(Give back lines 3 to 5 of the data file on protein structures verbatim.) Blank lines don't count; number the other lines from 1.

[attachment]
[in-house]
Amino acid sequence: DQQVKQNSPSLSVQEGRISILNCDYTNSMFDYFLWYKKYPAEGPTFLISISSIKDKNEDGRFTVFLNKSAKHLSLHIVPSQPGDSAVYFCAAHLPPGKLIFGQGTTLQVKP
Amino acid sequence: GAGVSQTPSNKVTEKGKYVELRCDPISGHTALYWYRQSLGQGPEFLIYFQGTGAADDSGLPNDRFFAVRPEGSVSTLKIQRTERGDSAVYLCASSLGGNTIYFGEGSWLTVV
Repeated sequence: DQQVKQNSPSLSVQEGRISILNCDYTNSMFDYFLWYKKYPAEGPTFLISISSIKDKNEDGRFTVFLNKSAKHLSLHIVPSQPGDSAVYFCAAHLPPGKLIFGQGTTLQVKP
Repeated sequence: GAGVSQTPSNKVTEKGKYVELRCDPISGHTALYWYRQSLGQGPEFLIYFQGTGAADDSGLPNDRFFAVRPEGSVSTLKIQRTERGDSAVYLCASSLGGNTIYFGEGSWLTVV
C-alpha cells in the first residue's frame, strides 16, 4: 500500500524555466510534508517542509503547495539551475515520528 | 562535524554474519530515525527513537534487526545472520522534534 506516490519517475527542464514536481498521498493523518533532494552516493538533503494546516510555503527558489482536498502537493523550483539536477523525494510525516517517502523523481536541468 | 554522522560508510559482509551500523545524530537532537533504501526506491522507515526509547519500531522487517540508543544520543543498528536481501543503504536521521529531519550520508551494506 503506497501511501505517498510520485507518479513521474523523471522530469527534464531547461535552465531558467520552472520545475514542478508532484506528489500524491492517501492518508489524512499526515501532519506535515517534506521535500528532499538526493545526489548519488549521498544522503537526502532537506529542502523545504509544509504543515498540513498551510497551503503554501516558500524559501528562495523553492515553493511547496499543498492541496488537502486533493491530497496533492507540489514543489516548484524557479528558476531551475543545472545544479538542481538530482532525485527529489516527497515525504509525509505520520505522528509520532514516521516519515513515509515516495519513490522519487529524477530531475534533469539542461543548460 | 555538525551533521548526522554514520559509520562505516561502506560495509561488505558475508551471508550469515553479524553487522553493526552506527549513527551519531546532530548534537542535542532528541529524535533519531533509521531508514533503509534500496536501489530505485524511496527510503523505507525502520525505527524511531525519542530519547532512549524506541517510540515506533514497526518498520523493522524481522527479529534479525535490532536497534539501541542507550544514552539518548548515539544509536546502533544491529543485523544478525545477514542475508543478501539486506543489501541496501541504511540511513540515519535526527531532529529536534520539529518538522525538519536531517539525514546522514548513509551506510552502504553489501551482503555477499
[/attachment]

Amino acid sequence: GAGVSQTPSNKVTEKGKYVELRCDPISGHTALYWYRQSLGQGPEFLIYFQGTGAADDSGLPNDRFFAVRPEGSVSTLKIQRTERGDSAVYLCASSLGGNTIYFGEGSWLTVV
Repeated sequence: DQQVKQNSPSLSVQEGRISILNCDYTNSMFDYFLWYKKYPAEGPTFLISISSIKDKNEDGRFTVFLNKSAKHLSLHIVPSQPGDSAVYFCAAHLPPGKLIFGQGTTLQVKP
Repeated sequence: GAGVSQTPSNKVTEKGKYVELRCDPISGHTALYWYRQSLGQGPEFLIYFQGTGAADDSGLPNDRFFAVRPEGSVSTLKIQRTERGDSAVYLCASSLGGNTIYFGEGSWLTVV